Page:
HOUSTON — Jake Matthews, two weeks from his eighth birthday, remembers the confetti falling from the roof of the Georgia Dome back on January 30, 2000.
He was in the stands for Super Bowl XXXIV, standing just behind the Titans bench. His father, Bruce, was on the field, just behind receiver Kevin Dyson as he stretched his right arm out toward the goal line, football in hand.
His reaction when Dyson was tackled one-yard short?
"I was ticked off,'' Matthews recalled this week. "Just an angry little kid."
Matthews will be back at the Super Bowl here on Sunday, in his hometown, against the New England Patriots. He's a starting tackle for the Atlanta Falcons. And, in just his third season, he's in a game it took his dad, Hall of Famer Bruce Matthews, a lot longer to get to.
"It took him 17 years to win an AFC Championship game and make it to the Super Bowl – this is my third year, and he's a little envious of that," Jake Matthews said with a smile. "He never won one, so now it's my shot."
Bruce Matthews played 19 seasons, with the Houston Oilers and Tennessee Titans, and went to a record 14 Pro Bowls. He never made it back to the Super Bowl again, but he couldn't be prouder for his son.
He'll be at Sunday's game, decked out in Jake's No.70 jersey.
He said the road to the Super Bowl has been "magical." And he told his son to enjoy it.
"It is interesting when it finally happens, you think "We should have done this years before,'' Bruce Matthews said. "You don't realize how hard it is and all the things that have to happen. Just like is in '99, in hindsight it was almost magical for us, the way things worked out, whether it was the Music City Miracle or something else. Everything just fell into place. I've told him you have to enjoy it, because this could be it.
"We are really proud of Jake and excited for the whole family, especially playing in Houston."
Jake Matthews has fond memories of his dad's playing days, in Houston and in Tennessee.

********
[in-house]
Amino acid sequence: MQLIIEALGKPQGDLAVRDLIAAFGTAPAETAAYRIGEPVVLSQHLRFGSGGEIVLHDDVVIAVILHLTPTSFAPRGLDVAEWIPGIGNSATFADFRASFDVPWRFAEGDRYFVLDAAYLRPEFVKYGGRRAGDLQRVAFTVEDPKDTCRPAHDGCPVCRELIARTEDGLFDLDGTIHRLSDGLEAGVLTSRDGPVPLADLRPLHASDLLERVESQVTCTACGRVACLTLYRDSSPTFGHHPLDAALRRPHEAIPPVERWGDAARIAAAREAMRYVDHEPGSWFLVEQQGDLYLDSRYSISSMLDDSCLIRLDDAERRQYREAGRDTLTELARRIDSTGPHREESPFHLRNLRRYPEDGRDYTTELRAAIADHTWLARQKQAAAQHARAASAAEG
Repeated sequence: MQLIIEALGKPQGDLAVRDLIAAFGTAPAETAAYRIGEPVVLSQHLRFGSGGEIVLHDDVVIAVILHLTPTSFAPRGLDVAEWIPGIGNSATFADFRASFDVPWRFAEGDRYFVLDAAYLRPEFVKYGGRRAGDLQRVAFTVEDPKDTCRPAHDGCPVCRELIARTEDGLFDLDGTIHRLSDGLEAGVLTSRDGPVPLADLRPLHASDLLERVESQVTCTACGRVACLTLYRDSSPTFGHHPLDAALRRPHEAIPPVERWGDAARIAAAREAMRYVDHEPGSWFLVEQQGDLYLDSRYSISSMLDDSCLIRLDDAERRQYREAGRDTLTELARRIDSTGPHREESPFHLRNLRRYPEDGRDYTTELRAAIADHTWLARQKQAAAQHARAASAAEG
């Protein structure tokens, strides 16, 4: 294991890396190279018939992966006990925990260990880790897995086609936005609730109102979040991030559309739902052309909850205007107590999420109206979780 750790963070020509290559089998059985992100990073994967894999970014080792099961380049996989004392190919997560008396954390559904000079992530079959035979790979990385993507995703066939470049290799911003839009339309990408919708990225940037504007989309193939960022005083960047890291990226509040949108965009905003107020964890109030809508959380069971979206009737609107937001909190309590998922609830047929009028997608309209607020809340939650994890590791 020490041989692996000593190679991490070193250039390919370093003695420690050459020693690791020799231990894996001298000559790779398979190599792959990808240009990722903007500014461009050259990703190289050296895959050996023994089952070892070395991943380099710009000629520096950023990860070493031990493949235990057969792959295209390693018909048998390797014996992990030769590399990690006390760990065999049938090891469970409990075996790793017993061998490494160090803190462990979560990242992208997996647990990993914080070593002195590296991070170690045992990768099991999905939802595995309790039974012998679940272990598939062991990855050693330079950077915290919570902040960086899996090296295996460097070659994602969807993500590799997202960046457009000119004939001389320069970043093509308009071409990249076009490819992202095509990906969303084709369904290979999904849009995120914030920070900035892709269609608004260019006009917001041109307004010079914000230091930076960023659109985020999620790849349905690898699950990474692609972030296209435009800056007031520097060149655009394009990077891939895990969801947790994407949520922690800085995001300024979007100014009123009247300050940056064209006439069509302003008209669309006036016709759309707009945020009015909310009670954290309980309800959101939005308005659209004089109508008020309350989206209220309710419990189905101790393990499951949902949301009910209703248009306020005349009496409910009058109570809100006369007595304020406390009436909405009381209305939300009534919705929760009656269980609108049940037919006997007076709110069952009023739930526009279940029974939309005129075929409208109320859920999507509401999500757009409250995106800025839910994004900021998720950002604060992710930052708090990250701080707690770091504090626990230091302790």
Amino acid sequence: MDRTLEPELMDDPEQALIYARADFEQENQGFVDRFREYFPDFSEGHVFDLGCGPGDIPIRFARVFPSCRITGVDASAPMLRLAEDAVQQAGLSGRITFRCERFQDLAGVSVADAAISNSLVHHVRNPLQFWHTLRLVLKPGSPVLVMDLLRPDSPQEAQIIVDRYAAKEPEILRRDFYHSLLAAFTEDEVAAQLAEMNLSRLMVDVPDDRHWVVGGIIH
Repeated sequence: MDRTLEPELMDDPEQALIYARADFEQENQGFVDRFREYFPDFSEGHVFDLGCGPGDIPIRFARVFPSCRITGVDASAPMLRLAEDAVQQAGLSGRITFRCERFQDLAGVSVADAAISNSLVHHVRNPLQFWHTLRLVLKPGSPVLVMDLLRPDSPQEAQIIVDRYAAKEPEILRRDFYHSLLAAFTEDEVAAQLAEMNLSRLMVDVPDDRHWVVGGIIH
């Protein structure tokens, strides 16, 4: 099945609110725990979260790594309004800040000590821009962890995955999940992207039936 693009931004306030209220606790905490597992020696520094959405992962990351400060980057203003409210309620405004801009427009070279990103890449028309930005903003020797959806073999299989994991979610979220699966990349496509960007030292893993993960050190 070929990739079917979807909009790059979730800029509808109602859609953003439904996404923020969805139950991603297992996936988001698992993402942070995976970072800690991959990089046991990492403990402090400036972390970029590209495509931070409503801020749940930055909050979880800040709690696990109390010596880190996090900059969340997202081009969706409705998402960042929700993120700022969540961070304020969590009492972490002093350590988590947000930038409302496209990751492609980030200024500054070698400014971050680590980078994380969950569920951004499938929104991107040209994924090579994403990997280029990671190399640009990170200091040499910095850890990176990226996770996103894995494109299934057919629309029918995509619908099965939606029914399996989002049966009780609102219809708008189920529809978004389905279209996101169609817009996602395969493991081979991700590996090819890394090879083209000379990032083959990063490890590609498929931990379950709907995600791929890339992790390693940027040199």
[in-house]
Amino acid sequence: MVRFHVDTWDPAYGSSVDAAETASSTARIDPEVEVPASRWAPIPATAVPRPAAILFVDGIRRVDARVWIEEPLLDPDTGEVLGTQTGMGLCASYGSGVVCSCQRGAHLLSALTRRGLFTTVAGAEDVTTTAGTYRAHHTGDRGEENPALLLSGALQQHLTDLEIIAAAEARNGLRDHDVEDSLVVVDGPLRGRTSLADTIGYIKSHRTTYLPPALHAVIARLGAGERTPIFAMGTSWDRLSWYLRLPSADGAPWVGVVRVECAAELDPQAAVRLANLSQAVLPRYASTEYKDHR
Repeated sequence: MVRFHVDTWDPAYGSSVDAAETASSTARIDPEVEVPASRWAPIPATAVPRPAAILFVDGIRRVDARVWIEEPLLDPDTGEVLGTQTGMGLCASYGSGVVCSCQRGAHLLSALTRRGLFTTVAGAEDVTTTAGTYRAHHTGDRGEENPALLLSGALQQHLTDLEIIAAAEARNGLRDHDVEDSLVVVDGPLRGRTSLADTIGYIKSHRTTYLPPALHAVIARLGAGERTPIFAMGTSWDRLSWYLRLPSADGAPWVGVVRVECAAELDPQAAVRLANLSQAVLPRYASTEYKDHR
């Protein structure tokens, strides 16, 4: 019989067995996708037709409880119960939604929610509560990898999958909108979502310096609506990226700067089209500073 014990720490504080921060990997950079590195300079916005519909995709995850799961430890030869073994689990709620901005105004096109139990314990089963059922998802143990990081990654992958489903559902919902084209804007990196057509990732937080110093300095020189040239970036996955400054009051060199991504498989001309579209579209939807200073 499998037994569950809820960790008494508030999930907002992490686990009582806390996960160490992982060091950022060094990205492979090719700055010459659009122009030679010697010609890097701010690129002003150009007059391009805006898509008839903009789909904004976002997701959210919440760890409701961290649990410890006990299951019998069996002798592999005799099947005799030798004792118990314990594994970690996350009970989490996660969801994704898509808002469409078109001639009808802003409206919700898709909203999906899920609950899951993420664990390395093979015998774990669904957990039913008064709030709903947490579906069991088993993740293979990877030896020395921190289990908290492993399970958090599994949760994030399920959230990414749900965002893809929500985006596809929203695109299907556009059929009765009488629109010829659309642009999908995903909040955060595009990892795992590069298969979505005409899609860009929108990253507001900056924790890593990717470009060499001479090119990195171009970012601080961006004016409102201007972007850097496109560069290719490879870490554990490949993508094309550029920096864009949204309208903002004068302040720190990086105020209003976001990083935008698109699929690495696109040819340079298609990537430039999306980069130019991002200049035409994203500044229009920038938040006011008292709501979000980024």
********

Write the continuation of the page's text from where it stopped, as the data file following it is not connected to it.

His favorite player was his dad, of course. His second favorite? Eddie George.
"Just hanging out in the locker rooms and seeing the players,'' Jake Matthews said. "I remember, probably one of the funniest things, my younger brother, Mike, every week would go in the locker room and wrestle Eddie George, like on the ground. I would be there, cheering him on. It's pretty surreal to think I was a kid, in the locker room, hanging out with my dad as he did this, and now, it's my turn and I'm doing it. It's a special feeling."
He has not-so-great memories of the end of Super Bowl XXXIV. The Rams beat the Titans 23-16 that day in Atlanta, in the same stadium where the Matthews family celebrated a win over the Packers in the NFL Championship Game.
Bruce Matthews and the rest of his family, including three sons, drove to the NFC title game in a rental van. After the game they all wore their No. 70 Falcons' jerseys with the name "Matthews" on the back. They posed for photos on the field. Jake Matthews said his father didn't cry, but he could tell he was excited. Brother Kevin Matthews, who played from 2010-12 with the Titans, was also there cheering his kid brother on.
"We were all so fired up,'' Jake Matthews said, "just hugging, and slapping each other, and just having a good time."
"It was special,'' Bruce Matthews said. "I love wearing my kids' jerseys. I always get more enjoyment out of watching them than myself, other than it being a little nerve-wracking."
Like his father, Matthews has been a dependable and consistent pro since being drafted sixth overall by the Falcons in the 2014 NFL Draft out of Texas A&M.
"Jake's had a great season," Falcons quarterback Matt Ryan said. "He is playing really, really well for us. And it is probably cool for him to be able to come back and play a Super Bowl in his hometown."
"He is awesome,'' Falcons guard Andy Levitre added. "Jake is a smart guy, and he is one of the most athletic guys we have on our team. He is consistent. I can't say enough good things about him."
On Sunday, Jake Matthews hopes to have a better ending than the one his father experienced 17 years ago.
That's still a painful memory for dad, and son.
"I think the most vivid memory is the confetti coming down,'' Jake Matthews said. "I thought for a second that Kevin Dyson had made it in and that they were going to have to go to overtime, but that didn't happen.
"Still, every time that we watch it, we're thinking, 'We're going to score this time, we're going to win it. We know we're going to come back.' It's just such a letdown that they came up so short. But, you know, it's my turn now, let's make a good memory out of this Super Bowl."
Photos: AP, Donn Jones, Getty